The Twilight Sad Forget the Night Ahead

The Twilight Sad Forget the Night Ahead
Far too often, bands try too hard on that "difficult" second album. With the pressure on, it's usually the time to try something new to avoid repetition, but Glasgow downers the Twilight Sad have stuck with it. Forget the Night Ahead doesn't mess with the good thing they established on 2007's brilliant breakthrough debut, Fourteen Autumns & Fifteen Winters. Intact is the winning formula of James Graham's phlegm-y brogue, crooning words of introspective misery, and producer/guitarist Andy McFarlane flooding the surroundings with waves of guitar noise to heighten the gravitas. But it's also those two facets that see the only significant changes. Graham's lyrics have grown more despondent, referencing Godard in the self-punishing "I Became A Prostitute" and revisiting trauma in the lamenting "Floorboards Under The Bed." McFarlane, on the other hand, has swollen the band's sound. Having toured with ear-splitting neighbours Mogwai, they've filled in a much of the space Fourteen allowed for piano by boosting the levels with strident guitars that on the instrumental "Scissors" and the triumphant "The Birthday Present" bleed the distortion and reverb pedals dry. With these two forces converging so intensely, the Twilight Sad have proved that unlike most bands, they didn't need to tinker much to get another classic out of them.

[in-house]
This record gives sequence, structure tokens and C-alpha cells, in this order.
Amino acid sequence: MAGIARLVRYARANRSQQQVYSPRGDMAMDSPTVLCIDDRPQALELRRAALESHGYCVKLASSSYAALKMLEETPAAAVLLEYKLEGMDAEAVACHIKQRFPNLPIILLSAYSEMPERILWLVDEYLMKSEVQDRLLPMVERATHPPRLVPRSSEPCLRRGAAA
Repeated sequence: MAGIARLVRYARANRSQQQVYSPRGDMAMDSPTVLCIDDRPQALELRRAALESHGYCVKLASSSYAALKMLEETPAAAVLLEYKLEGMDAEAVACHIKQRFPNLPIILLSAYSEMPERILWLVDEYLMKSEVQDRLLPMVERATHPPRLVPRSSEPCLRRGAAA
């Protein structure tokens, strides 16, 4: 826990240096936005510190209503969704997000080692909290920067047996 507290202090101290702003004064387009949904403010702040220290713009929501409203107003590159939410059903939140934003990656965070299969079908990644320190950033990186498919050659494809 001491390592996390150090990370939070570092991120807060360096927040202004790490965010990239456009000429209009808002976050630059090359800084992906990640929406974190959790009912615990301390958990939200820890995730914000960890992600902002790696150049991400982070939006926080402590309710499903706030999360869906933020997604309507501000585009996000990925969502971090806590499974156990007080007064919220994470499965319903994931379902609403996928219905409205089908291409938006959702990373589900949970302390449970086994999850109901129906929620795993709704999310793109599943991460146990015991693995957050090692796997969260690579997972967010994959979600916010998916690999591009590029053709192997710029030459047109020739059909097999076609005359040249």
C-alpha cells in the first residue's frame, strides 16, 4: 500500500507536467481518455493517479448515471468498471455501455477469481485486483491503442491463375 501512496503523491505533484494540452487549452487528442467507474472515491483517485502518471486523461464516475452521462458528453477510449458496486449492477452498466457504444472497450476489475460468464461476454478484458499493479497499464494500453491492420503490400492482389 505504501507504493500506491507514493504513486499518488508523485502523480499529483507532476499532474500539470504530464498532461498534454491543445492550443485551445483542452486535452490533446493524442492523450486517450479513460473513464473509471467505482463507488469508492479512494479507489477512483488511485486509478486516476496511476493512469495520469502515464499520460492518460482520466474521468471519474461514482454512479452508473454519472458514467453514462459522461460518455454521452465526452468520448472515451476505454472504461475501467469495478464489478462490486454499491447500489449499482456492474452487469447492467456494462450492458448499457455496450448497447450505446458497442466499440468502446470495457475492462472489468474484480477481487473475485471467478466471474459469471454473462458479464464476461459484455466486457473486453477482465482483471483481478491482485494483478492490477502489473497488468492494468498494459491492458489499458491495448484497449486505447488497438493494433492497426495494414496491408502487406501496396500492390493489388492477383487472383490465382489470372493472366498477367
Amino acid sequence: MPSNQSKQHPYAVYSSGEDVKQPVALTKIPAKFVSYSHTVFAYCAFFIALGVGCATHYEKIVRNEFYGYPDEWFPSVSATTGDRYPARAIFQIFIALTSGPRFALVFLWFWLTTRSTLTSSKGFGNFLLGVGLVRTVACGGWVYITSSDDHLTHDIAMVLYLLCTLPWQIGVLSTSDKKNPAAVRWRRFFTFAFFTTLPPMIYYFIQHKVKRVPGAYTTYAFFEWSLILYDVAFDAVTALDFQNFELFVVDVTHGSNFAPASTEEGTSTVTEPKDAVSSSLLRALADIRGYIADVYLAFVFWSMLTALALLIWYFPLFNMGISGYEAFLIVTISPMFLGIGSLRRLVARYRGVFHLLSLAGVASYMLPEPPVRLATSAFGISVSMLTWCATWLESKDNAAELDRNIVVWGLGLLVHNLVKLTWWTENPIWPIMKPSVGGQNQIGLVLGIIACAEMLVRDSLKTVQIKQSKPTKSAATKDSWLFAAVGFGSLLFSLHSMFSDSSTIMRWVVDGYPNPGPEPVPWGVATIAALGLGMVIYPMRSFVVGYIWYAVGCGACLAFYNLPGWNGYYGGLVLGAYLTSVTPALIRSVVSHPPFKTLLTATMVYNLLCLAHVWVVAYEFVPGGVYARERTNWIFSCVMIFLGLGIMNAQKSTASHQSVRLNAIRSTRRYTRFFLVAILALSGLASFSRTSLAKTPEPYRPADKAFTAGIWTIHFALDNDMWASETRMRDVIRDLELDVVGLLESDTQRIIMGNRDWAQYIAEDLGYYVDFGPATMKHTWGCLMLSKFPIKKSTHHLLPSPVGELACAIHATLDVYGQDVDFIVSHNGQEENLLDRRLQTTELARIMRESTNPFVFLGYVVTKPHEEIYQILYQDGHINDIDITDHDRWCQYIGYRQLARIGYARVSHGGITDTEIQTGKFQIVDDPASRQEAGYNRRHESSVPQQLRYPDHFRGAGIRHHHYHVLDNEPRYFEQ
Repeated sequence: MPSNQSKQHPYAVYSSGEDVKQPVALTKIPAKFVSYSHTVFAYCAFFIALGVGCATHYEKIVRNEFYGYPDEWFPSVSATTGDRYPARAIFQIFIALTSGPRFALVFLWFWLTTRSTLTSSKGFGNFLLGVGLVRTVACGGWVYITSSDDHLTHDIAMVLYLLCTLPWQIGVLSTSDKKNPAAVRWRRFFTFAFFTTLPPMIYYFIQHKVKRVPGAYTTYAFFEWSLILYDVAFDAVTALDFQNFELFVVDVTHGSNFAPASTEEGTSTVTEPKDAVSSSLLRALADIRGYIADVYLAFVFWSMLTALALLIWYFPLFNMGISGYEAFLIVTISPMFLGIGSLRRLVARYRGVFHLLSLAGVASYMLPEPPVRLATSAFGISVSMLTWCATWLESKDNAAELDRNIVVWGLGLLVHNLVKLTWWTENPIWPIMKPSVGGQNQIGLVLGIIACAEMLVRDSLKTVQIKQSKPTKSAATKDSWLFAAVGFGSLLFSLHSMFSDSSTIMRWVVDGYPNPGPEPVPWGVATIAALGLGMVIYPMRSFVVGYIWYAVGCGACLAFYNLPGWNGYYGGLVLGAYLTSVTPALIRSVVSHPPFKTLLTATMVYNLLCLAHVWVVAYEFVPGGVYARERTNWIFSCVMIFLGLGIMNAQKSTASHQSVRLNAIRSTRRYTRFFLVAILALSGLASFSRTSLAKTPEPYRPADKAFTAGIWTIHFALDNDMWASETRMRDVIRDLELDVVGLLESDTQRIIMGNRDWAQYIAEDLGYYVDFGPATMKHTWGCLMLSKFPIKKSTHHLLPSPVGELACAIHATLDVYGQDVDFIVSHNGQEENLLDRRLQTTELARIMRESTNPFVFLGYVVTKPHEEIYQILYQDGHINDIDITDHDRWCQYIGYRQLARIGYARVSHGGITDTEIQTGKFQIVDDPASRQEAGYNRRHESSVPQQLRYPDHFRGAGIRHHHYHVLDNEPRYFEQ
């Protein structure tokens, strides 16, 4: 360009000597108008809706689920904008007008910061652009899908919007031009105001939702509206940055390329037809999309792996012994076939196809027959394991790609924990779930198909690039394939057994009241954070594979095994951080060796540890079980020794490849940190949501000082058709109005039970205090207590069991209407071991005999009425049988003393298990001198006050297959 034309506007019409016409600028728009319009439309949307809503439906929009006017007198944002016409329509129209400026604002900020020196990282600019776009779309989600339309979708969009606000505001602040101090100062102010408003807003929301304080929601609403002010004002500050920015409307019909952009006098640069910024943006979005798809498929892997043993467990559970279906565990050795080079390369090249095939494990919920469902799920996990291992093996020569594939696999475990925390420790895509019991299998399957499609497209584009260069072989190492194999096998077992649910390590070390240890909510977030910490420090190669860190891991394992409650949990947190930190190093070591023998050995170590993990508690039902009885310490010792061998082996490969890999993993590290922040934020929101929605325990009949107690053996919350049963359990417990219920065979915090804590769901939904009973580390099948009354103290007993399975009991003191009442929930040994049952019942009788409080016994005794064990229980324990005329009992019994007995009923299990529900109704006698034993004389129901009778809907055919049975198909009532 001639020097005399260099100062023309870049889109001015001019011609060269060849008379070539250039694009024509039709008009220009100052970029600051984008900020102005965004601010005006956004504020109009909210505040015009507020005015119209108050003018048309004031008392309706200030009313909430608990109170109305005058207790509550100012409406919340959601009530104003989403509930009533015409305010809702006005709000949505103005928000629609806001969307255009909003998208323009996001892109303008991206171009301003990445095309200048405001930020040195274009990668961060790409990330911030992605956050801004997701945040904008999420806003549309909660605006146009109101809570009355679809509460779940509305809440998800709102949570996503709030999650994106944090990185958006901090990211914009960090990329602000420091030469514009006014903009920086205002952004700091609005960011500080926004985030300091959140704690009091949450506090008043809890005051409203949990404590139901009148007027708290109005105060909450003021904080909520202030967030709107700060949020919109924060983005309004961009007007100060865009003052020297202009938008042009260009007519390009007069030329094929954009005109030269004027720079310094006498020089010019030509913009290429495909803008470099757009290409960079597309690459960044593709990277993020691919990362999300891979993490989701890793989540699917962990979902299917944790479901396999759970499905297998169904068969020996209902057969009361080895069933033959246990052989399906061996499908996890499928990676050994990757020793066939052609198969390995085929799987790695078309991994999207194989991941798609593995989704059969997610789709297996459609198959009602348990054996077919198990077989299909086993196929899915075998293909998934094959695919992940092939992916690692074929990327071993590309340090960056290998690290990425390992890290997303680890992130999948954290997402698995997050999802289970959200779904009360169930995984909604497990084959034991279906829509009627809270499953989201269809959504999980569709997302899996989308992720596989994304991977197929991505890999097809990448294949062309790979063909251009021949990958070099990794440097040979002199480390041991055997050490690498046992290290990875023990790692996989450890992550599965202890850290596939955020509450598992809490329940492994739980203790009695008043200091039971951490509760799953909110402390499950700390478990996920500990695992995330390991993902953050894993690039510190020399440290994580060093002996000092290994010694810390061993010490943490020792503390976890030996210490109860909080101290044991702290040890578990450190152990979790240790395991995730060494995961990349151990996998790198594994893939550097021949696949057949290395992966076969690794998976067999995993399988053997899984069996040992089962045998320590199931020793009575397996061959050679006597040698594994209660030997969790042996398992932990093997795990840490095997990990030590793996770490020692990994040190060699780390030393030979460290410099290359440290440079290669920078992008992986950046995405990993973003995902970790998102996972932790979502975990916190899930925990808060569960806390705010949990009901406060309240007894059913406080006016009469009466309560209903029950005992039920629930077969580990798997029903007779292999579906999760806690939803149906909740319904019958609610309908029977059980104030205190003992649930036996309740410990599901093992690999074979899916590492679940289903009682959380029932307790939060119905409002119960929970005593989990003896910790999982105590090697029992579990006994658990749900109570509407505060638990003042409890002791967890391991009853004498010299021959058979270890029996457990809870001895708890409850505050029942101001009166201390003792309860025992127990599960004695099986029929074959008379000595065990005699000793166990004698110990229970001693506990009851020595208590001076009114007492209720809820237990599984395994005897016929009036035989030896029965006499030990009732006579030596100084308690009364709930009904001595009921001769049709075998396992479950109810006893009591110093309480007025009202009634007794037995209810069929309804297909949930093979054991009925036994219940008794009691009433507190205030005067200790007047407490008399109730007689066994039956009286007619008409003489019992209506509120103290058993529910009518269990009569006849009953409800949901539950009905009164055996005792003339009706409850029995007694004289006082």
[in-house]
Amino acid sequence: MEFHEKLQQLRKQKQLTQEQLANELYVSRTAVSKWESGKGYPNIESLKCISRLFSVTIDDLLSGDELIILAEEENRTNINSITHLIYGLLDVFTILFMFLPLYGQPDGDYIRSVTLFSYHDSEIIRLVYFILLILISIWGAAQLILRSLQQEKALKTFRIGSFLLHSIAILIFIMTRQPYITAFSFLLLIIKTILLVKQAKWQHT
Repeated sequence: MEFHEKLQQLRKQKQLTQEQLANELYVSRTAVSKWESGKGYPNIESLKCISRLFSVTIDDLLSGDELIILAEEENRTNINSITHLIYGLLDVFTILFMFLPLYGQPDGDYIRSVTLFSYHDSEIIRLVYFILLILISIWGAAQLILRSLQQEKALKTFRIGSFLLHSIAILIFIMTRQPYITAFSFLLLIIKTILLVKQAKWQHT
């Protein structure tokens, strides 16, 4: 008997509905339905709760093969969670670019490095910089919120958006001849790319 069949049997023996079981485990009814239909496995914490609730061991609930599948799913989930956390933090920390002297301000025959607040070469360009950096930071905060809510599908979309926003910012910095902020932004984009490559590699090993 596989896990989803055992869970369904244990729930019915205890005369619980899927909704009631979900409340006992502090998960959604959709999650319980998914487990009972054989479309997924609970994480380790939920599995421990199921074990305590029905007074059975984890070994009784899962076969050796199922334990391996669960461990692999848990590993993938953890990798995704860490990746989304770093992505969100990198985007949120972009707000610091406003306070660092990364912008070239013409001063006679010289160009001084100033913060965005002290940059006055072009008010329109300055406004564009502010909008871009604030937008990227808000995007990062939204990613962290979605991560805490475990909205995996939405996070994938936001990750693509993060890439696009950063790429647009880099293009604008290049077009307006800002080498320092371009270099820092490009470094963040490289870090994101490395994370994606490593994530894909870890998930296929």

How did your lyrics change this time around?
Graham: Although the lyrics on the first record were very personal they were observations on other people's behaviour and how they affected me and the people around me. The lyrics on Forget the Night Ahead are mainly about things that I have done and situations I have found myself in over the past two years, and being none too proud of myself. They revolve around losing people and things that I wish hadn't happened and things I wish had.

Is there a theme to the album?
Me being a bit of a dick! The title explains it all. There were some nights I wanted to forget, and there were some nights that I can't remember.

I heard you used some fire extinguishers as instruments on this album.
It was Mark [Devine], our drummer, who used the fire extinguishers as percussion on some of the tracks. He would just hit them and it sounded good. I am sure if you listen carefully you will here them. It probably wasn't that safe to be smacking a fire extinguisher in such an enclosed space but rather him than me. Plus, it sounded pretty cool. (Fat Cat)